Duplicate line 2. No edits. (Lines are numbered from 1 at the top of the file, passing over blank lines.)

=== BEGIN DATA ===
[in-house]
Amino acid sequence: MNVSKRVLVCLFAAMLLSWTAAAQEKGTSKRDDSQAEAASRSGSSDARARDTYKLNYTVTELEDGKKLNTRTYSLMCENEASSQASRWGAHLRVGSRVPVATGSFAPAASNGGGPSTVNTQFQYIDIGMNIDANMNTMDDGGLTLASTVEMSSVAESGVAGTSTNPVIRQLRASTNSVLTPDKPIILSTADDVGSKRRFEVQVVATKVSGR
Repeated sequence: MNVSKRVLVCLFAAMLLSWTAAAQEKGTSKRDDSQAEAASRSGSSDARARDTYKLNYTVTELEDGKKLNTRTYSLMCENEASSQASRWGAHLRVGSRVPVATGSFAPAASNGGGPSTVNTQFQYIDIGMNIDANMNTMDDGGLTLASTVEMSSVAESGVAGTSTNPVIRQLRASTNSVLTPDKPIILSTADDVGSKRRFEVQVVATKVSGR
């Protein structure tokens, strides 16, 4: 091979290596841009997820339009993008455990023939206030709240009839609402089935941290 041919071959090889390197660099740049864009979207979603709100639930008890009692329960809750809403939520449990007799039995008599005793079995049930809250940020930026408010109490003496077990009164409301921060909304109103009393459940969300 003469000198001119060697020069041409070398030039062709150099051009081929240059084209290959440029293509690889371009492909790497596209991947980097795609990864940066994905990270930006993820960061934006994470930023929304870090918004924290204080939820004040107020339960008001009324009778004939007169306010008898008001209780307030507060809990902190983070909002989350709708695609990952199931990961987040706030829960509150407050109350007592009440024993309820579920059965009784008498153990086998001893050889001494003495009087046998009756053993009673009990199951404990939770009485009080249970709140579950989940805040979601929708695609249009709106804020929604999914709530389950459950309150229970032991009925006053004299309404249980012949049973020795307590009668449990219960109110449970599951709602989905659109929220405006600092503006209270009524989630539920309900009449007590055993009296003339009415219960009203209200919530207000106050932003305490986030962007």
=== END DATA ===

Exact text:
Amino acid sequence: MNVSKRVLVCLFAAMLLSWTAAAQEKGTSKRDDSQAEAASRSGSSDARARDTYKLNYTVTELEDGKKLNTRTYSLMCENEASSQASRWGAHLRVGSRVPVATGSFAPAASNGGGPSTVNTQFQYIDIGMNIDANMNTMDDGGLTLASTVEMSSVAESGVAGTSTNPVIRQLRASTNSVLTPDKPIILSTADDVGSKRRFEVQVVATKVSGR